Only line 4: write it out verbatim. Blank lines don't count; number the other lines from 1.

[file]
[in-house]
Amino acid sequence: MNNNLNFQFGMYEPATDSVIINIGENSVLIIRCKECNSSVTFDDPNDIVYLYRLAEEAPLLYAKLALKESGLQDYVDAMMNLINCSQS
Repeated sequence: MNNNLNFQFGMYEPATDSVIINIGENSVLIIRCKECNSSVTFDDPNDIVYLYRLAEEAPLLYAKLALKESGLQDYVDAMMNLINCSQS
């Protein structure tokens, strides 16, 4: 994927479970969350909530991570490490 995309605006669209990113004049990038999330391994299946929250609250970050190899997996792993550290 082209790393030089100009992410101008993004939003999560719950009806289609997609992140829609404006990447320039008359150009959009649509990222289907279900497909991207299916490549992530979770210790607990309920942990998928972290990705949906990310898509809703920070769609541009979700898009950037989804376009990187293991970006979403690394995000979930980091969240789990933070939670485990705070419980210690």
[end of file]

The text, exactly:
């Protein structure tokens, strides 16, 4: 994927479970969350909530991570490490 995309605006669209990113004049990038999330391994299946929250609250970050190899997996792993550290 082209790393030089100009992410101008993004939003999560719950009806289609997609992140829609404006990447320039008359150009959009649509990222289907279900497909991207299916490549992530979770210790607990309920942990998928972290990705949906990310898509809703920070769609541009979700898009950037989804376009990187293991970006979403690394995000979930980091969240789990933070939670485990705070419980210690």